A large vigorous sport fish found in the western Atlantic from New England to Brazil.
(SS-522: dp. 1,570 (surf.), 2,415 (subm.); 1. 311'8"; b. 27'3"; dr. 15'5" (mean); s. 20.25 k. (surf.), 8.75 k. (subm.); cpl. 81; a. 10 21" tt, 1 5", 1 40mm.; cl. Balao)
The second Amberjack (SS-522) was laid down on 8 February 1944 at the Boston Navy Yard; launched on 15 December 1944; sponsored by Mrs. Dina C. Lang; and commissioned on 4 March 1946, Comdr. William B. Parham in command.
Following shakedown training in the West Indies and in the Gulf of Mexico, Amberjack reported on 17 June for duty with Submarine Squadron (SubRon) 8. Operating out of the Submarine Base, New London, Conn., she conducted training missions in the North Atlantic, and, in November 1946, made a cruise above the Arctic Circle. In January 1947, the submarine entered the Portsmouth (N. H.) Naval Shipyard for extensive modifications and thereafter spent about a year undergoing a "Guppy" II conversion (from greater underwater propulsive power) during which her hull and sail were streamlined and additional batteries and a snorkel were installed to increase her submerged speed, endurance, and maneuverability. In January 1948, she reported for duty with SubRon 4 based at Key West, Fla. She operated along the east coast and in the West Indies for a little more than 11 years. Her schedule included the development of tactics and independent ship exercises, type training, periodic overhauls, and fleet exercises. During this period, she also visited numerous Caribbean ports. In July of 1952, Amberjack was transferred to the newly established SubRon 12, though she remained based at Key West and her employment continued as before.
Early in August 1959, after more than 11 years of operations out of Key West, the submarine's home port was changed to Charleston, S.C. She arrived there on the 8th and reported for duty with her former squadron, SubRon 4. While working out of her new home port, Amberjack's operations remained much as they had been before with one significant difference: she began making deployments to European waters. In August, September, and October of 1960, the submarine participated in a NATO exercise before making a week-long port visit to Portsmouth, England. She returned to Charleston late in October and r sumed her normal routine. Between May and September of 1961, the warship deployed to the Mediterranean Sea for duty in the 6th Fleet. After a three-year interlude operating along the east coast and in the West Indies, Amberjack made another Mediterranean cruise between 7 July and l November 1964. She spent the ensuing 29 months working out of Charleston. In 1967, the submarine made a three-month deployment to the Mediterranean between 24 April and 24 July. On 2 September 1969, following another 25 months of operations along the east coast and in the West Indies, she embarked upon her last Charleston-based tour of duty in European waters during which she participated in another NATO exercise with units of the British, Canadian, and Dutch navies. At the conclusion of the exercise, Amberjack visited a number of ports in northern Europe before returning to Charleston on 12 December 1969.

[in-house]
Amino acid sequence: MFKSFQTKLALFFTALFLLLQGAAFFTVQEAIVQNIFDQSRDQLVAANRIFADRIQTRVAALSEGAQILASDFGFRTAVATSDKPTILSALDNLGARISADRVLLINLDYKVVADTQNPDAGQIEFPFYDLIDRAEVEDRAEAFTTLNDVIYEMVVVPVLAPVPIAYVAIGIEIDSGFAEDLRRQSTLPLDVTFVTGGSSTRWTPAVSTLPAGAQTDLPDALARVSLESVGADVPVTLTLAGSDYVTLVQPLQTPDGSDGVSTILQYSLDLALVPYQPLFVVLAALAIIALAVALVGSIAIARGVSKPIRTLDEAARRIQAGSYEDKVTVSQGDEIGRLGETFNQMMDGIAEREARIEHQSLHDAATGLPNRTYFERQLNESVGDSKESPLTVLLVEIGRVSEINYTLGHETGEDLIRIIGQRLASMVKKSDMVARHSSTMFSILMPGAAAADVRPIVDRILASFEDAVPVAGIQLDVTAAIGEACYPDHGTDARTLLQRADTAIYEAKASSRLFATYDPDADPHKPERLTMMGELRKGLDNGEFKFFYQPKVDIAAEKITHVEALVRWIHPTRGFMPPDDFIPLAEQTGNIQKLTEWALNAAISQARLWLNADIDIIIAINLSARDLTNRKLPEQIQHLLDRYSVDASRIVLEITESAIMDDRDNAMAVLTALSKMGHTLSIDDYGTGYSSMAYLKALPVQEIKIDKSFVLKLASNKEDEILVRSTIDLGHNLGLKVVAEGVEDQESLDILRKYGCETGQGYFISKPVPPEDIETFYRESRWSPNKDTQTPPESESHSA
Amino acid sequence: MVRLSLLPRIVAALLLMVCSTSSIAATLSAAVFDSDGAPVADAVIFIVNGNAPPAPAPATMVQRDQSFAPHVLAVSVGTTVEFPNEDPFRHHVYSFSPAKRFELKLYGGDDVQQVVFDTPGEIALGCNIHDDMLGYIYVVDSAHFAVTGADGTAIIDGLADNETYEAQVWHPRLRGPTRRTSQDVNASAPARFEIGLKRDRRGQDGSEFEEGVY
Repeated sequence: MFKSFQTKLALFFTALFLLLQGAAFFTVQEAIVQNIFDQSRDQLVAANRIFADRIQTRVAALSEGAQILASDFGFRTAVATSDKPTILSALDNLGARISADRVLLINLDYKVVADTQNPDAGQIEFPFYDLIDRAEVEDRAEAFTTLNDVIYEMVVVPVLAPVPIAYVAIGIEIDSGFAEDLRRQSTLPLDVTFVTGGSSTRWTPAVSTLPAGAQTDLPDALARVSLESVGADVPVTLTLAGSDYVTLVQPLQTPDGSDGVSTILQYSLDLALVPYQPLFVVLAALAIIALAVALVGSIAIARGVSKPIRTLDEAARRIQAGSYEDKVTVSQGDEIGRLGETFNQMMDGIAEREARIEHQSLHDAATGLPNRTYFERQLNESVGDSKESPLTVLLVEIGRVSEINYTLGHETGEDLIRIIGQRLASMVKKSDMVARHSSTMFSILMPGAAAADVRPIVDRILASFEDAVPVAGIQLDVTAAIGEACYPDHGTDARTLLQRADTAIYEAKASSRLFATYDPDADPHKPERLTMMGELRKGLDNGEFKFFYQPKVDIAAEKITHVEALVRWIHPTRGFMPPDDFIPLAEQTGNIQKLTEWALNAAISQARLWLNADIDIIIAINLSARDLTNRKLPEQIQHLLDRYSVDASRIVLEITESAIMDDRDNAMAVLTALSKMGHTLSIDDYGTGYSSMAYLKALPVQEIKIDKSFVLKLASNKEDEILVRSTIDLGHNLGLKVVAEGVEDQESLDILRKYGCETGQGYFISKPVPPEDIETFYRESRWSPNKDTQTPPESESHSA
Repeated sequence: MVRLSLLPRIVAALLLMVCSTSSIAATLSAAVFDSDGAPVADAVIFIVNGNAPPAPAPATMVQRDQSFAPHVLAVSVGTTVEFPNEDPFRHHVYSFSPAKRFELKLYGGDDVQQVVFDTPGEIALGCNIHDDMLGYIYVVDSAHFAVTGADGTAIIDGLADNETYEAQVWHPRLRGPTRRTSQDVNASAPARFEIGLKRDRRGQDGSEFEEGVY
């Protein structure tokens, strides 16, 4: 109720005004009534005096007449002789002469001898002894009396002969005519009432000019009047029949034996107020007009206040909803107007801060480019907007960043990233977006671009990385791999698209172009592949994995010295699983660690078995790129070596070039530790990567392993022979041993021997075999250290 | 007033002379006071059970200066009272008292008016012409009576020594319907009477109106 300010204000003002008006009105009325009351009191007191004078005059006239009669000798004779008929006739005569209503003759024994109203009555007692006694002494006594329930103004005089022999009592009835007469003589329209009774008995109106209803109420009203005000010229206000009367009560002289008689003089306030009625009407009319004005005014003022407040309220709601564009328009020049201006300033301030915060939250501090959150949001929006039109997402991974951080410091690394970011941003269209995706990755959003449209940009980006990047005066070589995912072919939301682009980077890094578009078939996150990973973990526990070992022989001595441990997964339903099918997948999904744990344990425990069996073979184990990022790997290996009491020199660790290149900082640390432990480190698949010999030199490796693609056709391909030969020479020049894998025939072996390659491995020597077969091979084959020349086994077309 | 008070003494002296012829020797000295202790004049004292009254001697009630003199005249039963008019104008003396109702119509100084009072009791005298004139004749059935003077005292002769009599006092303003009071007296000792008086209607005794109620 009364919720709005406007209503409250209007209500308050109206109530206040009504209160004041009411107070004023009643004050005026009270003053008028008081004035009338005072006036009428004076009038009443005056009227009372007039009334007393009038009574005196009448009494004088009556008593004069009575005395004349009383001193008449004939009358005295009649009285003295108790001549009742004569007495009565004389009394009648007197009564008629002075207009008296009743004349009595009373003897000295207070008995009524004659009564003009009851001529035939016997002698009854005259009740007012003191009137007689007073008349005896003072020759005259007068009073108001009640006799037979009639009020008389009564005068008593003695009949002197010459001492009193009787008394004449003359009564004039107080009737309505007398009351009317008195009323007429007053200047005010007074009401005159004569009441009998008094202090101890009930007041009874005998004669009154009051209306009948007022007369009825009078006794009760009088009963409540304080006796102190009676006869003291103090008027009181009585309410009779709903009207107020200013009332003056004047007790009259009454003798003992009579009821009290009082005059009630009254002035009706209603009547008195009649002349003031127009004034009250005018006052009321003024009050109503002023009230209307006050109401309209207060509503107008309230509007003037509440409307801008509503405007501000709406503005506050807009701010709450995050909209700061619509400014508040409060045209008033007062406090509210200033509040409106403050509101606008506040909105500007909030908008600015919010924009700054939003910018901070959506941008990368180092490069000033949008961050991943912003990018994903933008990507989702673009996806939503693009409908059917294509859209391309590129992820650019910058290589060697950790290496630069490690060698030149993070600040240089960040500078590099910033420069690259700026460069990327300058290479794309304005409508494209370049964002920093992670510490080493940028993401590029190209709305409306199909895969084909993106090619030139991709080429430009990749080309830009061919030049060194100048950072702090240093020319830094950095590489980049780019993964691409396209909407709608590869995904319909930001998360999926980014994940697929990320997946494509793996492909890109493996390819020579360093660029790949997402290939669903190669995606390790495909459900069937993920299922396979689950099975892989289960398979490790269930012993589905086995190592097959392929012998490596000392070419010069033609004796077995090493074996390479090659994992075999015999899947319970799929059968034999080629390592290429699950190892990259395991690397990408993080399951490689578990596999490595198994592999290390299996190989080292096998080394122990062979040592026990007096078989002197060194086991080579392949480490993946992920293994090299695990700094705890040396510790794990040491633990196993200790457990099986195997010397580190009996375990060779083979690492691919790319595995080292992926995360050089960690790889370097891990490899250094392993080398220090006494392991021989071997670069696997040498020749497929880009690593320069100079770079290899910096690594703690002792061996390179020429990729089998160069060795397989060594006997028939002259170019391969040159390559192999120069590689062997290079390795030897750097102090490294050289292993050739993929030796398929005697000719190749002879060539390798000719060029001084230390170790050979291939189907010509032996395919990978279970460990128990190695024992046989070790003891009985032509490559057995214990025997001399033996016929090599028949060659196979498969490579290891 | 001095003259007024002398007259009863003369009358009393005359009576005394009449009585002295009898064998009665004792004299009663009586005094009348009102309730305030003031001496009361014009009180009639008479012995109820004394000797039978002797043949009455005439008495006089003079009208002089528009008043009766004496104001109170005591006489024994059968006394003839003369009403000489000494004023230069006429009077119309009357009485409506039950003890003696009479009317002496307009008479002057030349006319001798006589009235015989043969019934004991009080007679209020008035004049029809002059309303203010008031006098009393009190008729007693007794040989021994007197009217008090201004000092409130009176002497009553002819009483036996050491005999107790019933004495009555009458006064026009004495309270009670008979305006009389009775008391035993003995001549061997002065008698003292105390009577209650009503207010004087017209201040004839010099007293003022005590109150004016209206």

On 9 July 1970, Amberjack arrived in her new home port, Key West, her base for the remainder of her service in the American Navy. She made her last deployment to the Mediterranean between 27 November 1972 and 30 March 1973. On 17 October 1973, Amberjack was decommissioned at Key West, and her name was struck from the Navy list. That same day, she was transferred to the Brazilian Navy and commissioned as Ceara (S-12). As of the end of 1984, she was still active in the Brazilian Navy.